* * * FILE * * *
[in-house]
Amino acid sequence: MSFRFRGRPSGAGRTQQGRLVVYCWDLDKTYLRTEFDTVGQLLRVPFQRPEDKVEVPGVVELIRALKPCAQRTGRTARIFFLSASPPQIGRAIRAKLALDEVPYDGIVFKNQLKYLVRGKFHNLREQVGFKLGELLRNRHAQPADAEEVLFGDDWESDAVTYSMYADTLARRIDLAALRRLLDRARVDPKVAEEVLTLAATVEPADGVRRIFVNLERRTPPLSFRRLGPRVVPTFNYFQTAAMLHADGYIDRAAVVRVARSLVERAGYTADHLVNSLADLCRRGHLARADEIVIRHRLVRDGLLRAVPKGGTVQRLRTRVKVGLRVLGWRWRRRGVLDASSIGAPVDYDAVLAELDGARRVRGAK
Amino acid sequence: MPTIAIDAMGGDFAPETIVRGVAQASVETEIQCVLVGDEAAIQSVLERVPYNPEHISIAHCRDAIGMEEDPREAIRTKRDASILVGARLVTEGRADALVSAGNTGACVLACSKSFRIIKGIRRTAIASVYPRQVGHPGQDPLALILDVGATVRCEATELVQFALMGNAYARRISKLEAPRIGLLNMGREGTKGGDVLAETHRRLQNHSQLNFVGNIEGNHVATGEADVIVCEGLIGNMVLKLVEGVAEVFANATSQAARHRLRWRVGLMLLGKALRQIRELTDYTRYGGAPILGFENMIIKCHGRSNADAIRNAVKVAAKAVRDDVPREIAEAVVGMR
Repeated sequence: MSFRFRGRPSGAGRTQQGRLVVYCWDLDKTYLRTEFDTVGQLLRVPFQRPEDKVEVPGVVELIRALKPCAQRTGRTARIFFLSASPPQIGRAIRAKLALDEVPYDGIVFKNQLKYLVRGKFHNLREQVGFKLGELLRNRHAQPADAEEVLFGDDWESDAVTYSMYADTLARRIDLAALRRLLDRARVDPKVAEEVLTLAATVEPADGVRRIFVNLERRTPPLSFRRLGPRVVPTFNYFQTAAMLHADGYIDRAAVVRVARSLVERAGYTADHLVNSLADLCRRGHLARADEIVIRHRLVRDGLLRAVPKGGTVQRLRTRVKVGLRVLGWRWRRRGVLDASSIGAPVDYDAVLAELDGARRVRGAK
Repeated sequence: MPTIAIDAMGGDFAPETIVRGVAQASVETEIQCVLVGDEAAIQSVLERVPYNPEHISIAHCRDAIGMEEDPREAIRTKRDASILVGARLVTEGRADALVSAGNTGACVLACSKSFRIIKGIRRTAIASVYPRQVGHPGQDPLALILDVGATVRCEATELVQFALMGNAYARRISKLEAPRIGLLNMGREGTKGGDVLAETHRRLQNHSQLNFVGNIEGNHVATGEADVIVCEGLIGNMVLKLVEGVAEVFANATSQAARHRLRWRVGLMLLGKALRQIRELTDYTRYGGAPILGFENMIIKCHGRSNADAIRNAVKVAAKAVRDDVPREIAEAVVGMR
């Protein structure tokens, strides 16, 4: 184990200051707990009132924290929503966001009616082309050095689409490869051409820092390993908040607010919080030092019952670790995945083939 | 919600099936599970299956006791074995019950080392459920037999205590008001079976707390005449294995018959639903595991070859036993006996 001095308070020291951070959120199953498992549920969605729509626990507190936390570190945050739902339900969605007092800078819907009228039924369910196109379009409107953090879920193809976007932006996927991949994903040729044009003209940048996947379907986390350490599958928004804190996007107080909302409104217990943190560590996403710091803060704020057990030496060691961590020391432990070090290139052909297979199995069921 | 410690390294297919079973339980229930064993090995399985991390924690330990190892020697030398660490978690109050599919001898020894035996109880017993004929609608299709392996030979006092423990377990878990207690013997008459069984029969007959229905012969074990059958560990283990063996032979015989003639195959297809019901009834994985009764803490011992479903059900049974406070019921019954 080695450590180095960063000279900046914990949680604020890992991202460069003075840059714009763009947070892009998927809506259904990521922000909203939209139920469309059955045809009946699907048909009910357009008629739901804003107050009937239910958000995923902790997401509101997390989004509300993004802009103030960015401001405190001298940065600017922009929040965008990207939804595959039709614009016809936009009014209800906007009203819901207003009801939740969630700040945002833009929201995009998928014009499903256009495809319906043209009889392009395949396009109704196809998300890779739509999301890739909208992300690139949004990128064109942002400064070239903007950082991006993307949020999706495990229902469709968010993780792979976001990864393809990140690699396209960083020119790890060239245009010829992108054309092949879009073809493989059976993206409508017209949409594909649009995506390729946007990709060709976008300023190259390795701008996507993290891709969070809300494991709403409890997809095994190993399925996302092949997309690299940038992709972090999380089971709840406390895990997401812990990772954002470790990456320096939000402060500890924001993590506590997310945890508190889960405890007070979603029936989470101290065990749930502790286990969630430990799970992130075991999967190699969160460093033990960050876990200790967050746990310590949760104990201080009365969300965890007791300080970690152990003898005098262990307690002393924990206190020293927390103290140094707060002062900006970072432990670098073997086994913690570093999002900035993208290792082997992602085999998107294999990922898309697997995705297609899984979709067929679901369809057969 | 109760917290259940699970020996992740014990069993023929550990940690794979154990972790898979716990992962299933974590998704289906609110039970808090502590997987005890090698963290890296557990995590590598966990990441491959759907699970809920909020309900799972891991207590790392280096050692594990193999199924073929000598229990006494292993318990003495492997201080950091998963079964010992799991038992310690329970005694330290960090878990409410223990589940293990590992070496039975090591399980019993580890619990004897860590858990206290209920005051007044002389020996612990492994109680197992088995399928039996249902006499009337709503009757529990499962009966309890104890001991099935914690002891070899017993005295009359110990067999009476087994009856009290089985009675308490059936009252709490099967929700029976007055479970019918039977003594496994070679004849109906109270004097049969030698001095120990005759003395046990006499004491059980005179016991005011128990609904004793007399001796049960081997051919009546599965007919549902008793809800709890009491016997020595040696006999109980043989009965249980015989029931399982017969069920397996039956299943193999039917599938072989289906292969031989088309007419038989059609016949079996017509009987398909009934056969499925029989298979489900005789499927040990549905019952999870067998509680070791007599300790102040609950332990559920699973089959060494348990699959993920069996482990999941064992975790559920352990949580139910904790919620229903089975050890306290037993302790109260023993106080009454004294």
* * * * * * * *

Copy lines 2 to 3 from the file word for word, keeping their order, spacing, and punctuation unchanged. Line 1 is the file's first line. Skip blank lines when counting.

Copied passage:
Amino acid sequence: MSFRFRGRPSGAGRTQQGRLVVYCWDLDKTYLRTEFDTVGQLLRVPFQRPEDKVEVPGVVELIRALKPCAQRTGRTARIFFLSASPPQIGRAIRAKLALDEVPYDGIVFKNQLKYLVRGKFHNLREQVGFKLGELLRNRHAQPADAEEVLFGDDWESDAVTYSMYADTLARRIDLAALRRLLDRARVDPKVAEEVLTLAATVEPADGVRRIFVNLERRTPPLSFRRLGPRVVPTFNYFQTAAMLHADGYIDRAAVVRVARSLVERAGYTADHLVNSLADLCRRGHLARADEIVIRHRLVRDGLLRAVPKGGTVQRLRTRVKVGLRVLGWRWRRRGVLDASSIGAPVDYDAVLAELDGARRVRGAK
Amino acid sequence: MPTIAIDAMGGDFAPETIVRGVAQASVETEIQCVLVGDEAAIQSVLERVPYNPEHISIAHCRDAIGMEEDPREAIRTKRDASILVGARLVTEGRADALVSAGNTGACVLACSKSFRIIKGIRRTAIASVYPRQVGHPGQDPLALILDVGATVRCEATELVQFALMGNAYARRISKLEAPRIGLLNMGREGTKGGDVLAETHRRLQNHSQLNFVGNIEGNHVATGEADVIVCEGLIGNMVLKLVEGVAEVFANATSQAARHRLRWRVGLMLLGKALRQIRELTDYTRYGGAPILGFENMIIKCHGRSNADAIRNAVKVAAKAVRDDVPREIAEAVVGMR